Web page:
Want to buy a home in Caldwell? CHA hosts affordable housing opportunity for families
Caldwell Housing Authority director Mike Dittenber said he hopes project will motivate developers to offer similar affordable housing options
The Caldwell Housing Authority, a low-cost housing provider, is selling a newly remodeled home for $170,500 to an individual or family. The house was recently appraised for $310,000, but the recipient will purchase it for 55% of its market value. (Mia Maldonado/Idaho Capital Sun)
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The Caldwell Housing Authority is hosting a unique opportunity for first-time home buyers living in Caldwell to purchase a newly renovated home – an opportunity organizers hope developers will replicate throughout the state.
The housing authority, a low-cost housing provider, is selling a newly remodeled three-bedroom, two-bathroom home for $170,500 to an individual or family. The house was recently appraised for $310,000, but the recipient will purchase it for 55% of its market value.
According to Redfin, the median price for a Caldwell home in May was $370,000 — meaning that half of the homes were sold for higher and half sold for less. The cost for the house is near the median cost for a home in May 2018, which was $193,538.
Canyon County is particularly faced with housing affordability issues in comparison to other areas in the Treasure Valley. In 2021, about 12% of the Caldwell population was living in poverty, slightly higher than the national average at 11.6% in 2021, according to the U.S. Census Bureau.
Data from the U.S. Census Bureau shows that cities in Canyon County have higher poverty rates than other cities in the Treasure Valley:
- Nampa: 12.8%
- Middleton: 12.1%
- Boise: 11.6%
- Kuna: 7.1%
- Meridian: 6.8%
Located at 2407 College Ave., the housing authority obtained the property in November 2021 through a Canyon County tax deed auction. It was previously a blighted property that the authority took six months to renovate. The authority completed its renovation in June.
Mike Dittenber, the director of the Caldwell Housing Authority, told the Idaho Capital Sun that the home will be the sixth property it sells.
“We take places that are in poor shape,” Dittenber said. “That’s kind of our agreement with the county. Once we get a piece of property like this, we immediately start taking actions to improve the condition.”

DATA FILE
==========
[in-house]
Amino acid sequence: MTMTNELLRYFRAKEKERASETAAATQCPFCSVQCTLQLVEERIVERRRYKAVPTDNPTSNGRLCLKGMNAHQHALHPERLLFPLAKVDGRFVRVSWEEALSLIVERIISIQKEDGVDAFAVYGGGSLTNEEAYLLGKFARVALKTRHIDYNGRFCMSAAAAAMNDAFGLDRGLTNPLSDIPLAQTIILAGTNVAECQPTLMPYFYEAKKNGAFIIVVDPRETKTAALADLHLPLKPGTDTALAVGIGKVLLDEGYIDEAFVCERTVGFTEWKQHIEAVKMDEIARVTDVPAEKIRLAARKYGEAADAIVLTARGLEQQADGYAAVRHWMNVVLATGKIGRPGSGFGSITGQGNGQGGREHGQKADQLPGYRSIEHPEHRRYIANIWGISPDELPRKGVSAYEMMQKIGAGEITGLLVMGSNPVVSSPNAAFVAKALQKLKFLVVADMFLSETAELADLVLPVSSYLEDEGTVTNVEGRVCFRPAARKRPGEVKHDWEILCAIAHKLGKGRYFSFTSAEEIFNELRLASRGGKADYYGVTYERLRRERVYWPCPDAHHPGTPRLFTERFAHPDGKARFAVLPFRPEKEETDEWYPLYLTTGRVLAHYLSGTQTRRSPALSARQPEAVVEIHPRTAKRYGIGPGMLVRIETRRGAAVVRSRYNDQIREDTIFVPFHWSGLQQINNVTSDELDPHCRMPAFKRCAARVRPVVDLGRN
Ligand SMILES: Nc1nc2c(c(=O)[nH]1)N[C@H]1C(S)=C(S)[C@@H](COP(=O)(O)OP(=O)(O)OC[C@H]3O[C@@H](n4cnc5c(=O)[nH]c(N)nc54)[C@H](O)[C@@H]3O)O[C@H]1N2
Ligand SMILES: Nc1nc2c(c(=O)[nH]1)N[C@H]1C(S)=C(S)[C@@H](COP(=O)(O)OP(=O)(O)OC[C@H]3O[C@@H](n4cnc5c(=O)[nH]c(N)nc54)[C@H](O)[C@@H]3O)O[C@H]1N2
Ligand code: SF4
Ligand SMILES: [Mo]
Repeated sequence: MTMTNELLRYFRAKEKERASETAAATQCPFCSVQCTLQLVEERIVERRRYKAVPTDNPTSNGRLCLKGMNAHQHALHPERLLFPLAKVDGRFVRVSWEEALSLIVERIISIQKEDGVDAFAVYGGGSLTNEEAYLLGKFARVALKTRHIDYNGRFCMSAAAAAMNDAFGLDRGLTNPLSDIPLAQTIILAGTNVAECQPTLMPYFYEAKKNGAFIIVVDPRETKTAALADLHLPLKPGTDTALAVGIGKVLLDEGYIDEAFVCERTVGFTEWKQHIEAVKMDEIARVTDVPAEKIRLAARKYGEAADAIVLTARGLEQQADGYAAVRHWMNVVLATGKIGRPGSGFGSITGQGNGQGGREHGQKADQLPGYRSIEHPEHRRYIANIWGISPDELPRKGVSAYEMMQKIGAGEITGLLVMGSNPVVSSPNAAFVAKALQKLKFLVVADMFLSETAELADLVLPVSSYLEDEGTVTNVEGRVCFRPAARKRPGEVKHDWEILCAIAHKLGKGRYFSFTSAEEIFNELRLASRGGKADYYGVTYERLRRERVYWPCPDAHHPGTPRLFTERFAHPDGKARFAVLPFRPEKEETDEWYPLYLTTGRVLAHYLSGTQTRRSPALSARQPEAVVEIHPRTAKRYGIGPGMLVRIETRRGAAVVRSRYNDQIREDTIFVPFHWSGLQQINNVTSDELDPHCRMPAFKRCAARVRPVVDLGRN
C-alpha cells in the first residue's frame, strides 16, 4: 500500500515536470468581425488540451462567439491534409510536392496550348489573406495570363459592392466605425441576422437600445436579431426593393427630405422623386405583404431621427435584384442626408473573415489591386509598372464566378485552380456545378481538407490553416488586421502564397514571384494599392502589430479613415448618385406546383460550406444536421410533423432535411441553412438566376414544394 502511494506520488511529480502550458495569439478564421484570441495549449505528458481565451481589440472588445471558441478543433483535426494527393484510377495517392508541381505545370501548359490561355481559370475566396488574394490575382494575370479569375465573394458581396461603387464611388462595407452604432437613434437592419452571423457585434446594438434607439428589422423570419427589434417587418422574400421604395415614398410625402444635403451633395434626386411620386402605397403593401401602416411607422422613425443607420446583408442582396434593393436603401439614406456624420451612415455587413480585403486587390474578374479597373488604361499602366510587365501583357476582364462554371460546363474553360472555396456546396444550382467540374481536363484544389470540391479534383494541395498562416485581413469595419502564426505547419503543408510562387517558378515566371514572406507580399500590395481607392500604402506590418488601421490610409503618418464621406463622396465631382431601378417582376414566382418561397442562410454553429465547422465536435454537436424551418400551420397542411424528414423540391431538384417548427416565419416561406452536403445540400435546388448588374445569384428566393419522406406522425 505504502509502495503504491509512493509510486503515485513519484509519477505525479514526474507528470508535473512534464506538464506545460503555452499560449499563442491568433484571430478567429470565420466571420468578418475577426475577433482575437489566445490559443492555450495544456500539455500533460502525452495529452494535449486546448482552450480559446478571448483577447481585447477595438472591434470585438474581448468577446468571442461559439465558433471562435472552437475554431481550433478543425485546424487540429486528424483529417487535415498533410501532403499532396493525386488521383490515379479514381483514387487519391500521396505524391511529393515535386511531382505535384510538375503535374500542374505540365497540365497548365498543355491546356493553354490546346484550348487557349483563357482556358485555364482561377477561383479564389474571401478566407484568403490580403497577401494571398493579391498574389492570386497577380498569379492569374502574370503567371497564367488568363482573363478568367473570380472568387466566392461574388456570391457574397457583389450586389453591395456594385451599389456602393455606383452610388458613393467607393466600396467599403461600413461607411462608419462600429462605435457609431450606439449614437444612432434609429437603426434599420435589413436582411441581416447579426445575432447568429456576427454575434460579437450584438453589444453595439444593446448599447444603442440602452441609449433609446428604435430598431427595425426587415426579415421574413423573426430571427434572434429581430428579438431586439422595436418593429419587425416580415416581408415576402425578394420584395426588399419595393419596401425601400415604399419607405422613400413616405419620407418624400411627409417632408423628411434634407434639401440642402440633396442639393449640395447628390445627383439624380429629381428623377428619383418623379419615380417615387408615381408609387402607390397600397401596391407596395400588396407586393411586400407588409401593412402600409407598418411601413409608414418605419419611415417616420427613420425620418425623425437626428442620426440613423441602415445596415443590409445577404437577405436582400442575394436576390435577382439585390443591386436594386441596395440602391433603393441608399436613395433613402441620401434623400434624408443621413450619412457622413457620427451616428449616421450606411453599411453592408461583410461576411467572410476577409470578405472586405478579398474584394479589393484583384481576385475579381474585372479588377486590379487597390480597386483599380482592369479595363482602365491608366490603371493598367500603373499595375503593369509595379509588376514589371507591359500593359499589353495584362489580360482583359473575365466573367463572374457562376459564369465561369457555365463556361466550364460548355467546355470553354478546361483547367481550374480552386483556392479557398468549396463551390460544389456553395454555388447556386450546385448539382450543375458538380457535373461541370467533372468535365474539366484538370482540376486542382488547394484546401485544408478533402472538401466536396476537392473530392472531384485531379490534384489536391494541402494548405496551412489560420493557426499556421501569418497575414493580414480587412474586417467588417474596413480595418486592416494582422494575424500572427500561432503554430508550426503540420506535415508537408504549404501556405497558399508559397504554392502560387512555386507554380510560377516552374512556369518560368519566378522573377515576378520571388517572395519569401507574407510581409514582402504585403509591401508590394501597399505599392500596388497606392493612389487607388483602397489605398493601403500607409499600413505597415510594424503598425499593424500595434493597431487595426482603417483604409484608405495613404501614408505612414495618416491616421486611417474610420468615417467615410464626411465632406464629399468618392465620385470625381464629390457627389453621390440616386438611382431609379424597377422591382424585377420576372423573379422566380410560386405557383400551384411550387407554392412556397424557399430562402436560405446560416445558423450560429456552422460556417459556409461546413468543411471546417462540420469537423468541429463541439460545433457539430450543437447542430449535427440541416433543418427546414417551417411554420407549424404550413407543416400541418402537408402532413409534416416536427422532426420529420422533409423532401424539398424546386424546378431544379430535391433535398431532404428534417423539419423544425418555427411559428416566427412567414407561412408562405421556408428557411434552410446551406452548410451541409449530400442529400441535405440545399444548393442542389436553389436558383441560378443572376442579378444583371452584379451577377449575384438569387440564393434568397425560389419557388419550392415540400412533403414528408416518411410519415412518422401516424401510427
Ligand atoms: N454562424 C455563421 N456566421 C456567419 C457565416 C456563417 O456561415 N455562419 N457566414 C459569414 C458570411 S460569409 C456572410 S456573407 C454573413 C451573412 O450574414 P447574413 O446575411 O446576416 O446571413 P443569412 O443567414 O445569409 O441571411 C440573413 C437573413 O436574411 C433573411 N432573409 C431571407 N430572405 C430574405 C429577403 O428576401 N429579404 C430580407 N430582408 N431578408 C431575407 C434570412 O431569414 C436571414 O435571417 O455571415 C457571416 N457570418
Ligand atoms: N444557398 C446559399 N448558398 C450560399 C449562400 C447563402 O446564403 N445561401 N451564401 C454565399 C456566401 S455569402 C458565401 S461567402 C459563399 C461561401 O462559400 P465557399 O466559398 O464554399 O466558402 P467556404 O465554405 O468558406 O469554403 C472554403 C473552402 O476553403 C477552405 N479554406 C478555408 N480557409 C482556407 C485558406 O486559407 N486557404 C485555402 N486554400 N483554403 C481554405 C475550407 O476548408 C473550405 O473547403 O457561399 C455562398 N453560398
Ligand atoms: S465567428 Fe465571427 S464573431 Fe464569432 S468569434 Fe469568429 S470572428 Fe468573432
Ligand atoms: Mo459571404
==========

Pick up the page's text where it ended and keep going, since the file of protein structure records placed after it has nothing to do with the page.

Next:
The College Avenue property is the authority’s fourth property it owns in addition to two other homes and its main campus, Farmway Village.
While many of his colleagues suggested he sell the property, Dittenber said he was determined to use the property to provide affordable, quality housing to Caldwell residents.
“What I really want to see happen is for developers who are getting rich to set aside two houses and do the same thing. You may only have to spend five weeks in Cabo instead of six this winter, but you’re giving something back to the community.”
– Mike Dittenber, Caldwell Housing Authority director
Caldwell Housing Authority board of directors president, Arnoldo Hernandez, told the Sun that he hopes this project will inspire developers and other housing organizations to provide affordable buying in addition to affordable renting.
“We just felt like it was a perfect opportunity to make a family happy,” he said. “If you’re raised under a safe roof that you can call your own, families seem to do better. Money as money, but changing lives is just something totally different. That is what CHA really stands for.”
Hernandez also serves as the director of the inclusion and intercultural department at the College of Idaho, and he said he has dedicated most of his life to providing equitable housing and education solutions.
“Everything I do, I’m always going to look out for the underrepresented,” he said. “It would have been easy for us to sell it, so for us to be able to make a deal with an underrepresented family is just amazing, and I hope that more deals like this come our way.”
‘Put roots here’: Director talks affordable housing application process
Dittenber said he wants the house to go to a community member that is responsive to the various tasks laid out in the application. He said the application process is purposefully extensive.
“We want somebody to be able to put roots here and to be able to call it their home,” he said.
So who is eligible to apply? Applicants must meet the following requirements:
- Be a U.S. citizen or have legal permanent residency
- Be a resident of the state of Idaho for the last five years
- Be a first-time home buyer
- Worked full-time in Caldwell, or the greater Caldwell area for the last five years
- Be pre-approved by a lending institution for a $170,000 mortgage